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January 13, 2012

Three states may pass marriage bills

Olympia, Wash.--Three state legislatures are ready to pass marriage equality legislation, while a fourth contemplates repealing its existing law. Two of the new marriage bills, however, may hinge on whether lawmakers can override a governor’s veto.

In Washington state, Gov. Christine Gregoire introduced a marriage equality bill herself, and it will likely pass the House with ease. It was the state Senate that was considered the sticking point, until Sen. Mary Margaret Haugen announced her support of the measure on January 23.

She is the 25th state senator to announce support for the bill, and the final vote necessary for it to pass the chamber.

In a change from the regular rhetoric, Haugen cited her “very strong Christian beliefs” as the reason for her support of the legislation.

“To some degree, this is generational. Years ago I took exception to my parents’ beliefs on certain social issues, and today my children take exception to some of mine,” she said in a statement. “Times change, even if it makes us uncomfortable. I think we should all be uncomfortable sometime. None of us knows everything, and it’s important to have our beliefs questioned.”

“I have very strong Christian beliefs, and personally I have always said when I accepted the Lord, I became more tolerant of others,” she continued. “I stopped judging people and try to live by the Golden Rule. This is part of my decision. I do not believe it is my role to judge others, regardless of my personal beliefs. It’s not always easy to do that.”

“For me personally, I have always believed in traditional marriage between a man and a woman. This is what I believe, to this day. But this issue isn’t about just what I believe. It’s about respecting others, including people who may believe differently than I. It’s about whether everyone has the same opportunities for love and companionship and family and security that I have enjoyed,” Haugen noted.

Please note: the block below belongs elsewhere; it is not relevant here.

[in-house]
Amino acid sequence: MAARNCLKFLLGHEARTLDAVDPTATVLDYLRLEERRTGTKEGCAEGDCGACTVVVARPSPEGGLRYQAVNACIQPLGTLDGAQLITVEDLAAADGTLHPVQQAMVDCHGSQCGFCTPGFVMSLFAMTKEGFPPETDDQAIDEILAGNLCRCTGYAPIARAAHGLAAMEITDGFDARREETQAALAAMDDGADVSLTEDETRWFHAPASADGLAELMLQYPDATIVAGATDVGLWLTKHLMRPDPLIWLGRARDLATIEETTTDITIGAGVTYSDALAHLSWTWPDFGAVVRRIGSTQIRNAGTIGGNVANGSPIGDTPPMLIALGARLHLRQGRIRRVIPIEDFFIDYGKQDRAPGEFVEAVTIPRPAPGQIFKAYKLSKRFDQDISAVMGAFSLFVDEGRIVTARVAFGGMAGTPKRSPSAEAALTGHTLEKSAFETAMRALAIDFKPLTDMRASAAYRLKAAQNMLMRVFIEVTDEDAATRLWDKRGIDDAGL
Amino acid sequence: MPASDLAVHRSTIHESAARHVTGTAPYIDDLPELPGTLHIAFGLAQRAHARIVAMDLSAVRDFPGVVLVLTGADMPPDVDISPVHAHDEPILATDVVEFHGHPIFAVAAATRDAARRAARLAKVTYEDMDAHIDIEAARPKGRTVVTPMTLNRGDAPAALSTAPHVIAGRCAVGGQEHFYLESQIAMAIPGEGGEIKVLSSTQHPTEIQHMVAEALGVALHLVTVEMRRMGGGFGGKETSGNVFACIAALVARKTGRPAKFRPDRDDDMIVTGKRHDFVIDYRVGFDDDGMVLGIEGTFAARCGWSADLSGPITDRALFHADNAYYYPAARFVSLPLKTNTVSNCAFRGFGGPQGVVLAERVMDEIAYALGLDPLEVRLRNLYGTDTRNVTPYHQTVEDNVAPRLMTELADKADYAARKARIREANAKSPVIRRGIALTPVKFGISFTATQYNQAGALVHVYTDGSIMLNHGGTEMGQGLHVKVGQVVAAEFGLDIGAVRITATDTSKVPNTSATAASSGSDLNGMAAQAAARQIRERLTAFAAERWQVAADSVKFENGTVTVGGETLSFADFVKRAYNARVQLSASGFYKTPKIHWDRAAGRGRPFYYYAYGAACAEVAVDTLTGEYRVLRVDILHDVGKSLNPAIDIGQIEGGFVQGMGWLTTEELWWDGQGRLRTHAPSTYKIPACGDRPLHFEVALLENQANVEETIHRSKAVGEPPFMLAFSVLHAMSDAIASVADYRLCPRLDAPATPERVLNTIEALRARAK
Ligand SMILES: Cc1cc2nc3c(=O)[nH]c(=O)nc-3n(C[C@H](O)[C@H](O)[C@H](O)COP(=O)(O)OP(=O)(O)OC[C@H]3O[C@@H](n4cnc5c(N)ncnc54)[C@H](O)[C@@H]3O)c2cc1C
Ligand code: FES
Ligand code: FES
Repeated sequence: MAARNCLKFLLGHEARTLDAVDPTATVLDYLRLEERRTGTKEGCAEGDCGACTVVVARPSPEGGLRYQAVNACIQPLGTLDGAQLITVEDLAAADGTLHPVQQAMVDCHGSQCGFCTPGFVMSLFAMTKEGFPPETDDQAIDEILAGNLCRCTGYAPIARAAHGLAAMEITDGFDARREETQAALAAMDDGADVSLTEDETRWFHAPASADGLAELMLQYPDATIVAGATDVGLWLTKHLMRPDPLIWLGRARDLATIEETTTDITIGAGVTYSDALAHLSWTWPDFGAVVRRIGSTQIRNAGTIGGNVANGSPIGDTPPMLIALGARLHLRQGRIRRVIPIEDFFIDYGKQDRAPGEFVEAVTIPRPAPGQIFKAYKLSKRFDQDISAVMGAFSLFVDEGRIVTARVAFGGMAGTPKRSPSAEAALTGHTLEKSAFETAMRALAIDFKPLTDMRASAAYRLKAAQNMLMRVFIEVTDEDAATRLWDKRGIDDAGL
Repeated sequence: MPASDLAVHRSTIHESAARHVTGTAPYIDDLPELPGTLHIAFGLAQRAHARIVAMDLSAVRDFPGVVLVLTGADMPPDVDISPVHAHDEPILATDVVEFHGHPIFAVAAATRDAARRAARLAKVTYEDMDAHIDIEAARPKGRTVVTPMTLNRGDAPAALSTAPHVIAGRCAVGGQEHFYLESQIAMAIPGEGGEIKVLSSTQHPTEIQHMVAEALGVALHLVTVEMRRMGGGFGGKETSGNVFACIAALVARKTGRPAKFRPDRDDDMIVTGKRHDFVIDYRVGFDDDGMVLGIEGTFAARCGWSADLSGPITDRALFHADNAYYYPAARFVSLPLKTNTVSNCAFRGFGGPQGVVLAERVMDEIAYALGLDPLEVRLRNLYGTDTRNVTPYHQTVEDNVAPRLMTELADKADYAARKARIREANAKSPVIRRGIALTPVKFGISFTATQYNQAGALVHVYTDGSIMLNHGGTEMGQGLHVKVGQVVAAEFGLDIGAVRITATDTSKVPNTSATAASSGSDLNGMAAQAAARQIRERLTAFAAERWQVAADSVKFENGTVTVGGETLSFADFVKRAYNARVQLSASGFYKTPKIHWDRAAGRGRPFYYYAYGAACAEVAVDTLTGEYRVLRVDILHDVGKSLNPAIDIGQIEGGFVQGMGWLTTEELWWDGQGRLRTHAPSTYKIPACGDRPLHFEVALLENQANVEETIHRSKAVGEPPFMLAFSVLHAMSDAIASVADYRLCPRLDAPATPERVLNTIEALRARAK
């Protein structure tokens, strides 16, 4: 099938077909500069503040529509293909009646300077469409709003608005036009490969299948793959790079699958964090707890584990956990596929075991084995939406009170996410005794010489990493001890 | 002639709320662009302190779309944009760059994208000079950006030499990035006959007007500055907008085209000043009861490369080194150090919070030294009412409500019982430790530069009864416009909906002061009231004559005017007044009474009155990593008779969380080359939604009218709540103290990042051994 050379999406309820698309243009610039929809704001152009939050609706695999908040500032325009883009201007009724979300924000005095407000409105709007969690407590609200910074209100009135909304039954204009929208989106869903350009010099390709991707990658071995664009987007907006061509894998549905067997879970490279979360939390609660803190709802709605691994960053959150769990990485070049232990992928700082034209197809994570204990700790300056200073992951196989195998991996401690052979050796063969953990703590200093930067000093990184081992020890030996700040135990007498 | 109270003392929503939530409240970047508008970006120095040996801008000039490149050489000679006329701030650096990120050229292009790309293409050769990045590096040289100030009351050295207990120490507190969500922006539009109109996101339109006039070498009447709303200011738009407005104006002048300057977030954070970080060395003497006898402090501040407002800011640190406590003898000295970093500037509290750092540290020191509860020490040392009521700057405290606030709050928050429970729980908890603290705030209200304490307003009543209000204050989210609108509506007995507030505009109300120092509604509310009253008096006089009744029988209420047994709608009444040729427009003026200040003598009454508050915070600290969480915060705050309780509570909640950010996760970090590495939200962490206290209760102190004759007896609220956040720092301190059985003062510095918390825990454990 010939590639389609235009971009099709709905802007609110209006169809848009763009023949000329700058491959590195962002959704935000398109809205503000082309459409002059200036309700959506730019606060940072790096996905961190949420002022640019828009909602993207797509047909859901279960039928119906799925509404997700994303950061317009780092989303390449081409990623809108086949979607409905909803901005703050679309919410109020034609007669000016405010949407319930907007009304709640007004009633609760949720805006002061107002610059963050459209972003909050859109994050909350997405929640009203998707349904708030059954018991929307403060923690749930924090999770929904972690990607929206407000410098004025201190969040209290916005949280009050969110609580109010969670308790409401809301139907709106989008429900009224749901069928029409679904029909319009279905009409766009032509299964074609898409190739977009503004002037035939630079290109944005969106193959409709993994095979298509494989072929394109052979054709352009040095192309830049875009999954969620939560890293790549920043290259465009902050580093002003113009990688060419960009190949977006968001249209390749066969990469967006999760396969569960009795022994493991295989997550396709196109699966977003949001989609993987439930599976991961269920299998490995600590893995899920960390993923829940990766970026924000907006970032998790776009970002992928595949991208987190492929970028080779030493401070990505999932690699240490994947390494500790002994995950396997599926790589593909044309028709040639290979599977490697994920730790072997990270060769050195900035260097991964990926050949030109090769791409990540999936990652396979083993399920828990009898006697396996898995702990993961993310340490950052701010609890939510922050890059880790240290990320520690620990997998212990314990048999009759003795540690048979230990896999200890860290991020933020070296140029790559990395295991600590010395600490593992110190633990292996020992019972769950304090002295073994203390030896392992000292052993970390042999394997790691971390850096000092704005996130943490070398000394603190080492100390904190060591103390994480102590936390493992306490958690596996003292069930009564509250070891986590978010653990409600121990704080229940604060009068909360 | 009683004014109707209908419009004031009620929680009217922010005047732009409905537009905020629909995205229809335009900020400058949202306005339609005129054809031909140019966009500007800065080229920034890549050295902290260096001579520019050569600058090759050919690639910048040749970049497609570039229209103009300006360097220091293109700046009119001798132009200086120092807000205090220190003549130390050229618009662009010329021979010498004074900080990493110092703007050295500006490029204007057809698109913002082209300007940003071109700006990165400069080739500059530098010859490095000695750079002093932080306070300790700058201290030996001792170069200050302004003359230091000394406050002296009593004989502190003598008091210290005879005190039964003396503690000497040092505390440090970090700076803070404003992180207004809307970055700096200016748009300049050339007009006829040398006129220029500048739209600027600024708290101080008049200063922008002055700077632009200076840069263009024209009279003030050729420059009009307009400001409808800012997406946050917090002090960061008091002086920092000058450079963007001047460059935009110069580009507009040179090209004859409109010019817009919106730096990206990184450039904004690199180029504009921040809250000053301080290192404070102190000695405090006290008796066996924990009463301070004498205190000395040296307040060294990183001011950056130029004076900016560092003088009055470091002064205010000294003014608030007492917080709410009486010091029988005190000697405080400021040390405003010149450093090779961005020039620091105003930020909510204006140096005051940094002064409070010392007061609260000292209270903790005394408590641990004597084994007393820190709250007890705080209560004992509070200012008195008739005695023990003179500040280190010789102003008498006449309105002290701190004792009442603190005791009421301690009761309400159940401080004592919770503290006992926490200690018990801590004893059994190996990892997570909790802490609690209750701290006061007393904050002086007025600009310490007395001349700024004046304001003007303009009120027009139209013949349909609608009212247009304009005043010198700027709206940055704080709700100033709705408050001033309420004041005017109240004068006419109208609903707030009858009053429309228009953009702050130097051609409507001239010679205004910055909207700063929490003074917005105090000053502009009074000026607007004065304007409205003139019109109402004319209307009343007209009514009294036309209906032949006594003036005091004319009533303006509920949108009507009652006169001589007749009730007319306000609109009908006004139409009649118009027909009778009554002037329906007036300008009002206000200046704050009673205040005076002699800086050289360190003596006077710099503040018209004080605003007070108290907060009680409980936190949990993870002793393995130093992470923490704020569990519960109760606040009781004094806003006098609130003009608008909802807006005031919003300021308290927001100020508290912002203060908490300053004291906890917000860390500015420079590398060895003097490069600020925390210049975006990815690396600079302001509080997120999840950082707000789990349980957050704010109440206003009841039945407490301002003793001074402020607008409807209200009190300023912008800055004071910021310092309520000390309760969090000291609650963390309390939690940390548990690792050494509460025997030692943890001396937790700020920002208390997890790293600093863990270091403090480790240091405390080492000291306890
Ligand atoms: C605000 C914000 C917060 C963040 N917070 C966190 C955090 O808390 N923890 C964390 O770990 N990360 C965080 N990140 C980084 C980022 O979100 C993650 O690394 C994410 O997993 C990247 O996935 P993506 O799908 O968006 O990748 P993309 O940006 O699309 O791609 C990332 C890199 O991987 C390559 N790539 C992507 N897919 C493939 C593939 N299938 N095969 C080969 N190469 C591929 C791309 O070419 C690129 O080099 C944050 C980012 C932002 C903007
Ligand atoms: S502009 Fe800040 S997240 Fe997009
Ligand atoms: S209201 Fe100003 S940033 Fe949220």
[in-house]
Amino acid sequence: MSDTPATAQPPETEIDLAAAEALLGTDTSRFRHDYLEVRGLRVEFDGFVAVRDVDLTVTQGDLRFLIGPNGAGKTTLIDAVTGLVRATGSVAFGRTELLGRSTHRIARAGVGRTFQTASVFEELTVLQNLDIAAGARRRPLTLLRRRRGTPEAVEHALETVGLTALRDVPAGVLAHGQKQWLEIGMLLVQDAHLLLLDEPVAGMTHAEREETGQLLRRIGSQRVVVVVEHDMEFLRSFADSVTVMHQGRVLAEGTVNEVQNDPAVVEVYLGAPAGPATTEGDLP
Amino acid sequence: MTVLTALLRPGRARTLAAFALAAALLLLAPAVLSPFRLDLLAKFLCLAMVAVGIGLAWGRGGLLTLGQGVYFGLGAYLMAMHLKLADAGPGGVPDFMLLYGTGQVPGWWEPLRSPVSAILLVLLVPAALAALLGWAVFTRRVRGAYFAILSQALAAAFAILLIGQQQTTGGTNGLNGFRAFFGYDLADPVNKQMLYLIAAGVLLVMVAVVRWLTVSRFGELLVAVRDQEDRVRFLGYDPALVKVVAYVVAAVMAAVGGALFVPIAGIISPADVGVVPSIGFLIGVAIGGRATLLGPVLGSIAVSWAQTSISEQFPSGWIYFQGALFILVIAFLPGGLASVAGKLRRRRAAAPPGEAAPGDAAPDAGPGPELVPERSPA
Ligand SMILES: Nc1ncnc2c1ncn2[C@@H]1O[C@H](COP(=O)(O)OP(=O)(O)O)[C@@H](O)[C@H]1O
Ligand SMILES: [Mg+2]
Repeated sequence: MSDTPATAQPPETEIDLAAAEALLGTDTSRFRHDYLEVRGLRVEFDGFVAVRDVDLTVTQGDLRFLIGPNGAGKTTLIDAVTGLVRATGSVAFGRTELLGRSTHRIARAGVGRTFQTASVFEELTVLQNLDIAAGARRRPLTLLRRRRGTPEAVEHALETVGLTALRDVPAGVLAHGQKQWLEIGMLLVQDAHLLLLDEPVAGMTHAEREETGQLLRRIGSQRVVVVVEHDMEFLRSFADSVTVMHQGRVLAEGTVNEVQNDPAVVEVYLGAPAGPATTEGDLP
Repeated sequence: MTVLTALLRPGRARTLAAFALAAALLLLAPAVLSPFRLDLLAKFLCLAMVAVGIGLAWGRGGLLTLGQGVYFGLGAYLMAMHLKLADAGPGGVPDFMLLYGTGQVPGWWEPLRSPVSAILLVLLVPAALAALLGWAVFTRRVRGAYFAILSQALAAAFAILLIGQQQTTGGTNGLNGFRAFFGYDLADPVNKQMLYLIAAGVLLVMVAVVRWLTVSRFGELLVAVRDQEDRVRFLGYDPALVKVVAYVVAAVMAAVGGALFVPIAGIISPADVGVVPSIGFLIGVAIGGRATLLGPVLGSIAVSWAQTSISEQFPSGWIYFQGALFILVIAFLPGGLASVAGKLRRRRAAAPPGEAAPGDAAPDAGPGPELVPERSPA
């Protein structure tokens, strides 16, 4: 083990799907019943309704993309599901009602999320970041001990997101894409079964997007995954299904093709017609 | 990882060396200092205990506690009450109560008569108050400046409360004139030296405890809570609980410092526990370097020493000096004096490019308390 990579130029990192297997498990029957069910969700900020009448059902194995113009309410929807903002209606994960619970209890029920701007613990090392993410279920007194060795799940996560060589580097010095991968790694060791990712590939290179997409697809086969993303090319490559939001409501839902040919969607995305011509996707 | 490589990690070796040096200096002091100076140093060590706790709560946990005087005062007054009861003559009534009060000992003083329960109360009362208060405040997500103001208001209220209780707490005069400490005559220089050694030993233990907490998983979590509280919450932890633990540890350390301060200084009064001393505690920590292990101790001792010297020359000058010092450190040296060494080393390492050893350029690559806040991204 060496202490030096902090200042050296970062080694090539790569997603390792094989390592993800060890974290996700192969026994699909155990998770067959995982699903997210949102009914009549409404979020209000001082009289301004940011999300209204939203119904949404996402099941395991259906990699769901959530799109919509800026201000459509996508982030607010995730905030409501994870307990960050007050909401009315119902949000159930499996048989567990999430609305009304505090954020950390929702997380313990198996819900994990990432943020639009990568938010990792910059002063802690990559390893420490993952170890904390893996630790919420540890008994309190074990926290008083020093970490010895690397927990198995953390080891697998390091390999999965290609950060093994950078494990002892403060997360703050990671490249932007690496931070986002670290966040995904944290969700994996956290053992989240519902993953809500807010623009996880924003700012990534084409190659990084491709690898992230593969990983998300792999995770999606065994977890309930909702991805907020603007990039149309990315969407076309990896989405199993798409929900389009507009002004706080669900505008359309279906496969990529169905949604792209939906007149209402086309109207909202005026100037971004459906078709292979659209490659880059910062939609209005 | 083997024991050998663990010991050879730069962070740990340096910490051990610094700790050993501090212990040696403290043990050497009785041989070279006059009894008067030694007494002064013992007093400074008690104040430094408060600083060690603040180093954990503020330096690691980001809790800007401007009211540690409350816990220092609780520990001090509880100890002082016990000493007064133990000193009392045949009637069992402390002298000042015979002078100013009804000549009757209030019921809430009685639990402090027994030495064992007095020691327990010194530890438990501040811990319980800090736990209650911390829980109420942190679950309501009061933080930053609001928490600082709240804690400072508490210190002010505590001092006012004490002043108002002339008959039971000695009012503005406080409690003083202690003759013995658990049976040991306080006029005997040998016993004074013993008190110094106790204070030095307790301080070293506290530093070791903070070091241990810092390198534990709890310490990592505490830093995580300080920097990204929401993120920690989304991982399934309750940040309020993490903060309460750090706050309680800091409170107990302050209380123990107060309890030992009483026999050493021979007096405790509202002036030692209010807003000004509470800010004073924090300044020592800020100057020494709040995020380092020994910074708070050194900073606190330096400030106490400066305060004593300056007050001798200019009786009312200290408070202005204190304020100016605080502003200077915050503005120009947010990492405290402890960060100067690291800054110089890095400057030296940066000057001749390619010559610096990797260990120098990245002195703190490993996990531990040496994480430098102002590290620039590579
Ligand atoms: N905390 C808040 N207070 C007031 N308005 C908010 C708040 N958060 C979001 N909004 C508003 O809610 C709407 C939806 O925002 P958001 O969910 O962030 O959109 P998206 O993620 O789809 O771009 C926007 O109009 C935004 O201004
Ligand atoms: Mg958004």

There are four state senators who have yet to announce their position on the bill, and 20 who oppose it.

The anti-gay Family Policy Institute of Washington has promised a referendum if the Washington bill passes. Voters in the state narrowly approved full domestic partnerships in a similar 2009 election.

In Maryland, Gov. Martin O’Malley followed Gregoire’s example and introduced an equal marriage bill on January 23. The bill was distributed at the beginning of the legislature’s 8 pm session after the governor and his staff worked with community advocates to clarify religious protections in the hope of increasing support over last year’s measure.

Last year’s bill, for instance, protected religious institutions for refusing to recognize same-sex marriages, while this year’s bill extends that shield to religious leaders. It also states that religious leaders control doctrine and limits punitive actions against religious organizations that refuse to perform same-sex marriages.

All of those provisions simply repeat long-standing constitutional protections.

Last year’s measure passed the state senate, but died in the House of Delegates after failing to garner the 71 votes needed for passage.

On January 24, the New Jersey Senate Judiciary Committee passed a marriage equality bill on a vote of eight to four. The bill, however, has been promised a veto from Gov. Chris Christie if it passes the legislature.

Christie said that he believes the issue of marriage equality should be decided by voters directly.

“The last time to my knowledge we put a civil right issue on referendum in the state of New Jersey was in 1915 and it was woman’s suffrage issue and the vote went down,” State Sen. Loretta Weinberg said during the committee hearing, according to Think Progress. “Women were not allowed to vote. This is our responsibility in this legislature.”

The legislature passed a civil union law after a 2006 ruling in favor of marriage equality by the state supreme court that left the specific palliative to lawmakers, but a 2008 commission found that civil union falls short of providing the equality mandated in the court’s decision.

Meanwhile, a bill that would allow people to refuse to provide goods and services related to a marriage that goes against a person’s conscience or religious beliefs is in front of the House Judiciary Committee in New Hampshire, where it has also been promised a gubernatorial veto.

The bill, however, does not specify same-sex marriages, which means it could be used to allow a secular business to refuse service to an interracial couple seeking to marry, or a couple where one or both members have been divorced, or an interfaith marriage.

The bill, even if it makes it past the promised veto, would likely fail in court, since federal civil rights laws already preclude much of the discrimination that it allows.

New Hampshire lawmakers will also take up a bill next month to completely repeal that state’s same-sex marriage law. That measure will also face a governor’s veto, but Republicans in the legislature may be able to override it.




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